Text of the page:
While honeymooning in the Tower of Babel, Thomas Senlin loses his wife, Marya.
The Tower of Babel is the greatest marvel of the Silk Age. Immense as a mountain, the ancient Tower holds unnumbered ringdoms, warring and peaceful, stacked one on the other like the layers of a cake. It is a world of geniuses and tyrants, of airships and steam engines, of unusual animals and mysterious machines.
Thomas Senlin, the mild-mannered headmaster of a small village school, is drawn to the Tower by scientific curiosity and the grandiose promises of a guidebook. The luxurious Baths of the Tower seem an ideal destination for a honeymoon, but soon after arriving, Senlin loses Marya in the crowd.
Senlin’s search for Marya carries him through madhouses, ballrooms, and burlesque theaters. He must survive betrayal, assassination, and the long guns of a flying fortress. But if he hopes to find his wife, he will have to do more than just survive. This quiet man of letters must become a man of action.
I read a lot of fantasy – like, upwards of 150 fantasy books per year. So when I say that Senlin Ascends is one of the most unique fantasy books I’ve come across in a very long time, I kind of know what I’m talking about.
There were so many things I loved about this book, so I’m going to break it down into categories:
1. The Plot: When Thomas Senlin has to decide where to go on his honeymoon with his new bride, Marya, he suggests the Tower of Babel – a place with which he’s always been fascinated. Unfortunately for him, things don’t exactly work out as he’d planned. Things start to go downhill before Senlin and his wife even step foot inside the tower. While at a nearby market, Senlin gets distracted for a second, only to turn back and find his wife gone. Senlin assumes that Marya would try to get to the third level of the Tower, the Baths, which was their destination. However, each level Senlin ascends poses a number of challenges that he couldn’t have anticipated. And the tower is said to change its visitors forever, so who knows what Marya will be like if and when he does find her. Journeys aren’t anything new in the fantasy genre, but the type journey in Senlin Ascends is definitely one of a kind.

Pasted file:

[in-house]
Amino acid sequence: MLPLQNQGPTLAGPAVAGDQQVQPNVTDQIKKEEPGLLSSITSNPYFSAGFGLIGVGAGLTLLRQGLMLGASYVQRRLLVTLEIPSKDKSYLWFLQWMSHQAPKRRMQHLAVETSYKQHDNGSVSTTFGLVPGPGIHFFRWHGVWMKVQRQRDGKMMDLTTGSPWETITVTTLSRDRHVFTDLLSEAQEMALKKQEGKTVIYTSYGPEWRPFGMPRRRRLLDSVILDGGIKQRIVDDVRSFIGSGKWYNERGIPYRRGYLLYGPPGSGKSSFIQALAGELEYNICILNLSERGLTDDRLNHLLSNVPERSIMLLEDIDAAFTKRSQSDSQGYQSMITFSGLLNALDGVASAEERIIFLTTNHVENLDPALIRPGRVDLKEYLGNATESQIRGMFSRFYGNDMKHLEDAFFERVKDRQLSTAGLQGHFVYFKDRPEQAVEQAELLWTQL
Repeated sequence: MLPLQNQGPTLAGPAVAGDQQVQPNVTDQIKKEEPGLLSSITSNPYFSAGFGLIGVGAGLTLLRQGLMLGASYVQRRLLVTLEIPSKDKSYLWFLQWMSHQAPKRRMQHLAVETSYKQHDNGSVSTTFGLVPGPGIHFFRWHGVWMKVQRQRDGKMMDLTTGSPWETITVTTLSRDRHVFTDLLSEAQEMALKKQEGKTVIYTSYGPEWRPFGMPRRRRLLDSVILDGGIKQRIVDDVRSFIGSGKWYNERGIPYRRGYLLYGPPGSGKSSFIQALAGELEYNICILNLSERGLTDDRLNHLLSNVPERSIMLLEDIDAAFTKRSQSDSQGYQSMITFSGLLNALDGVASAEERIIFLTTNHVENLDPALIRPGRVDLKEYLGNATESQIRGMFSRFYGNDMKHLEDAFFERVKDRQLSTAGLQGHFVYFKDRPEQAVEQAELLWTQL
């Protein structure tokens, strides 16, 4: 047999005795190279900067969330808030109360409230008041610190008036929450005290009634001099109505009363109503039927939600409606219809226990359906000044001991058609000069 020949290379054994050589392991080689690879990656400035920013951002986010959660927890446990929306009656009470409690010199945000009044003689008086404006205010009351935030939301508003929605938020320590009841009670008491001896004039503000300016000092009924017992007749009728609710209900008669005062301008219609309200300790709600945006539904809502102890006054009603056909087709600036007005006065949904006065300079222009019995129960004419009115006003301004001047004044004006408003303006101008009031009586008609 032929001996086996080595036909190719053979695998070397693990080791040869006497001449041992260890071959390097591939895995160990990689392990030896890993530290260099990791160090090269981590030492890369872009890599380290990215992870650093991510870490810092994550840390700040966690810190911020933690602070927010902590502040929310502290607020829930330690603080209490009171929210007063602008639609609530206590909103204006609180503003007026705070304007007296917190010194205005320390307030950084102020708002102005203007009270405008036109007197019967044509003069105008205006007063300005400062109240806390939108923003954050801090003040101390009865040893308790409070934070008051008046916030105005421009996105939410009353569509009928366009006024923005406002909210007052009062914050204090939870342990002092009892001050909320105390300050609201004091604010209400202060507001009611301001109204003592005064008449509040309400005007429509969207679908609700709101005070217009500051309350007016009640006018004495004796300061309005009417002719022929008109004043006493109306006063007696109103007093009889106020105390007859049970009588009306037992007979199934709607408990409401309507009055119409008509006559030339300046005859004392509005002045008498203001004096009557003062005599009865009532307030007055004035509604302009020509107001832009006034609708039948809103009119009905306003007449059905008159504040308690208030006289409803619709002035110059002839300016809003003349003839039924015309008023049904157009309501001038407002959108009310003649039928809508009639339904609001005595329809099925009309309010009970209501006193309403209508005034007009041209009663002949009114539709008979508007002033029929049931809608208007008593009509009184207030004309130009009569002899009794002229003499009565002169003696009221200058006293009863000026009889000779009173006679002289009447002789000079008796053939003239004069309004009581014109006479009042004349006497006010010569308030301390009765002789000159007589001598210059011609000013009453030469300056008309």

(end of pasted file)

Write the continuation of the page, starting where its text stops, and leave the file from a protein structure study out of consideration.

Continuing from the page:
2. The Main Character: Thomas Senlin isn’t your typical fantasy protagonist – he’s not a wizard, has no supernatural abilities or awesome fighting skills, and he doesn’t have a crown-shaped birthmark and an old sword that somehow always stays miraculously sharp. No, Thomas Senlin is a gawky, bookish headmaster from a rural seaside town. The most controversial thing he’s done in his entire life is marry Marya, his decade younger, charming, ex-student. The fact that Senlin is just an average guy forced to rely on his wits made it so much more rewarding as a reader. It’s much more compelling to see an average guy, rather than a powerful wizard, soldier, etc., rise to the occasion and face the extraordinary head on.
3. The Setting: The Tower of Babel is supposed to be the pinnacle of civilization. It’s a place Senlin has idealized for years, with its luxury and cutting-edge technology. Each level of the tower is completely different from the one below it, so I loved discovering what came next.
4. The Writing: If anyone believes that self-published work is necessarily subpar, I’d immediately point them in the direction of Senlin Ascends. I loved Bancroft’s writing. One thing I really enjoyed was the snippets from a Tower of Babel guidebook at the start of each chapter. I liked the contrast between Senlin’s expectations of what the Tower would be like and the disappointing reality.
In case you couldn’t tell, I absolutely loved this book, and can’t wait to see what challenges Senlin faces in the sequel. I sincerely hope a publisher picks this up, because it deserves to be on the shelves of bookstores everywhere.